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PhD Students 2018-19

Mamasa Camara

Ms Mamasa CamaraGates Cambridge International Scholarship

The Political Economy of Female Circumcision

Supervisor: Dr Adam Branch (Department of Politics and International Studies)




The smallest West African nation of the Gambia has, in recent years, become the stage for an intensive debate surrounding the practice of female circumcision as well as a great deal of change in both the practice itself and the discourses that surround it. Through feminist and postcolonial analysis as well as the historical analysis of archives, my research project offers a case-based study on the dynamics of these debates and the extent to which they are shaped by both global and local processes (like democratization, Islamic revivalism and modernization) and by the shifting dynamics of culture, gender and power. I ask the following questions: (1) What are the mechanisms of this process? (2) What regimes of rule, politics and entangled knowledge structure the field upon which female circumcision is discursively produced and negotiated and (3) How have they affected both the gendered subjectivities and lived experiences of Gambian women as well as the relations between citizens and the State?

Juliana Demartini Brito

Juliana Demartini-BritoGates Cambridge International Scholarship

Queer Temporality in Brazil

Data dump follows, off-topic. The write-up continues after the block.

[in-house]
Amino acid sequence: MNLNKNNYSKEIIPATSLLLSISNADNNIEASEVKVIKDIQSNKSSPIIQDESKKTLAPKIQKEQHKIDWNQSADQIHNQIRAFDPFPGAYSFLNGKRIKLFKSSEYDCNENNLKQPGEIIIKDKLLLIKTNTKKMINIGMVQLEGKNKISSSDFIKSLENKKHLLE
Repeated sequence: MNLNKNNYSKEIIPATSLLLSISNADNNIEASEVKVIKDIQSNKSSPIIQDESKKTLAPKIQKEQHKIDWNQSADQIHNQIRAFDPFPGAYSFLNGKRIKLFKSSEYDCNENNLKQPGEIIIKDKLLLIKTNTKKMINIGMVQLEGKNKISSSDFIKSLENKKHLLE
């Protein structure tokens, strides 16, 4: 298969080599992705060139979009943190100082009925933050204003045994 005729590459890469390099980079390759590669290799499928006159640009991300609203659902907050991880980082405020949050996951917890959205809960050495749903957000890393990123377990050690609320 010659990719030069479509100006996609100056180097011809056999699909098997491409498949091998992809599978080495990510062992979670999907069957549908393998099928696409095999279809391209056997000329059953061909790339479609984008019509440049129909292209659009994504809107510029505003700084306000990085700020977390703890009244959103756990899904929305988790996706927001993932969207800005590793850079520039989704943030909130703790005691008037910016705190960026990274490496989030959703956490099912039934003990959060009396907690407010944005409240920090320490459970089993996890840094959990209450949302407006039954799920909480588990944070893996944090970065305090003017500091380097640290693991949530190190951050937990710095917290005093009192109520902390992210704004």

Supervisor: Dr Lauren Wilcox (University of Cambridge Centre for Gender Studies)


My PhD research explores how Brazilian cultural production provides alternative lenses to interpret the topic of queer temporality. I bridge Brazilian social theory and queer theory to analyze performances, art, and activism that counter the current homogenizing and bleak discourse of sexuality in the country. I show how these notions have contributed to crafting new forms of belonging in the country's future. With my research, I hope to strengthen the tie between Latinx and queer studies and advance the debate on the different shapes the dialogue of queer temporality takes across cultures.


I hold a BA with honours in Political Science and Comparative Literary and Cultural Studies from Franklin University Switzerland, as well as an MPhil in Multi-disciplinary Gender Studies from the University of Cambridge. My research interests lie in Latin American politics, queer theory, and decolonial approaches to gender and sexuality.